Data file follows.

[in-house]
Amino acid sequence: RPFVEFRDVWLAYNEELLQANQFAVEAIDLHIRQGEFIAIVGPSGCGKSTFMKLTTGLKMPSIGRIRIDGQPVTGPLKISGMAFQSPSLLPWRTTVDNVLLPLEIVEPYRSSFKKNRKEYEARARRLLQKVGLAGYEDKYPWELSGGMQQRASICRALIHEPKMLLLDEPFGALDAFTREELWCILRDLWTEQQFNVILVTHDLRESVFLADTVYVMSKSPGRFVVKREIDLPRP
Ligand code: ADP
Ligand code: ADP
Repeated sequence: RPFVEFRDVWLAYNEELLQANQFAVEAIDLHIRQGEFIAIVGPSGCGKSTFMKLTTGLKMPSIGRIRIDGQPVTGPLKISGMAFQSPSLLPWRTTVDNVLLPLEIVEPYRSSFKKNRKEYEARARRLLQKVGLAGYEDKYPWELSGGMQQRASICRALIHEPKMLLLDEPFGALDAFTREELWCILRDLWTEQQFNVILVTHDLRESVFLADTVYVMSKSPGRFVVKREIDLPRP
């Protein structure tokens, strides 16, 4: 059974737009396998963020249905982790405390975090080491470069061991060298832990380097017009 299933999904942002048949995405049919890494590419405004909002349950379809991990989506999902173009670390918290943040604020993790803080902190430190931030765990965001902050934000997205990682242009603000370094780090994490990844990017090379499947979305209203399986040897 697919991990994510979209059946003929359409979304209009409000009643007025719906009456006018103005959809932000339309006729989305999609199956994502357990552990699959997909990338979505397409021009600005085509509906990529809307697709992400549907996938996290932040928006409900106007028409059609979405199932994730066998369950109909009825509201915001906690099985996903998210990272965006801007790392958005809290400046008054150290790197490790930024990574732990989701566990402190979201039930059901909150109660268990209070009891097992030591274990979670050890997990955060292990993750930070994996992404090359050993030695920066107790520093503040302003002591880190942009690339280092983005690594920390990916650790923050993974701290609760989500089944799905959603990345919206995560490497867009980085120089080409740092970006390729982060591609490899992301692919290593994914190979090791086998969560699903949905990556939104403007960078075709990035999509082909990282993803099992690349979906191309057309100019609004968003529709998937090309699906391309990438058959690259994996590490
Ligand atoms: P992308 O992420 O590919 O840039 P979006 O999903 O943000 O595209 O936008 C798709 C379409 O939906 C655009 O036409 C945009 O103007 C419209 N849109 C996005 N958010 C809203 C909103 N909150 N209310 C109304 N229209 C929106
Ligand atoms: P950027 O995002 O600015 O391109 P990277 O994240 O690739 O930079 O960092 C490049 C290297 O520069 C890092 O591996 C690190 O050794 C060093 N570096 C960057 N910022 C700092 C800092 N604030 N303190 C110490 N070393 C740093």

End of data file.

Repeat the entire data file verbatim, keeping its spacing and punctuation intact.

[in-house]
Amino acid sequence: RPFVEFRDVWLAYNEELLQANQFAVEAIDLHIRQGEFIAIVGPSGCGKSTFMKLTTGLKMPSIGRIRIDGQPVTGPLKISGMAFQSPSLLPWRTTVDNVLLPLEIVEPYRSSFKKNRKEYEARARRLLQKVGLAGYEDKYPWELSGGMQQRASICRALIHEPKMLLLDEPFGALDAFTREELWCILRDLWTEQQFNVILVTHDLRESVFLADTVYVMSKSPGRFVVKREIDLPRP
Ligand code: ADP
Ligand code: ADP
Repeated sequence: RPFVEFRDVWLAYNEELLQANQFAVEAIDLHIRQGEFIAIVGPSGCGKSTFMKLTTGLKMPSIGRIRIDGQPVTGPLKISGMAFQSPSLLPWRTTVDNVLLPLEIVEPYRSSFKKNRKEYEARARRLLQKVGLAGYEDKYPWELSGGMQQRASICRALIHEPKMLLLDEPFGALDAFTREELWCILRDLWTEQQFNVILVTHDLRESVFLADTVYVMSKSPGRFVVKREIDLPRP
């Protein structure tokens, strides 16, 4: 059974737009396998963020249905982790405390975090080491470069061991060298832990380097017009 299933999904942002048949995405049919890494590419405004909002349950379809991990989506999902173009670390918290943040604020993790803080902190430190931030765990965001902050934000997205990682242009603000370094780090994490990844990017090379499947979305209203399986040897 697919991990994510979209059946003929359409979304209009409000009643007025719906009456006018103005959809932000339309006729989305999609199956994502357990552990699959997909990338979505397409021009600005085509509906990529809307697709992400549907996938996290932040928006409900106007028409059609979405199932994730066998369950109909009825509201915001906690099985996903998210990272965006801007790392958005809290400046008054150290790197490790930024990574732990989701566990402190979201039930059901909150109660268990209070009891097992030591274990979670050890997990955060292990993750930070994996992404090359050993030695920066107790520093503040302003002591880190942009690339280092983005690594920390990916650790923050993974701290609760989500089944799905959603990345919206995560490497867009980085120089080409740092970006390729982060591609490899992301692919290593994914190979090791086998969560699903949905990556939104403007960078075709990035999509082909990282993803099992690349979906191309057309100019609004968003529709998937090309699906391309990438058959690259994996590490
Ligand atoms: P992308 O992420 O590919 O840039 P979006 O999903 O943000 O595209 O936008 C798709 C379409 O939906 C655009 O036409 C945009 O103007 C419209 N849109 C996005 N958010 C809203 C909103 N909150 N209310 C109304 N229209 C929106
Ligand atoms: P950027 O995002 O600015 O391109 P990277 O994240 O690739 O930079 O960092 C490049 C290297 O520069 C890092 O591996 C690190 O050794 C060093 N570096 C960057 N910022 C700092 C800092 N604030 N303190 C110490 N070393 C740093």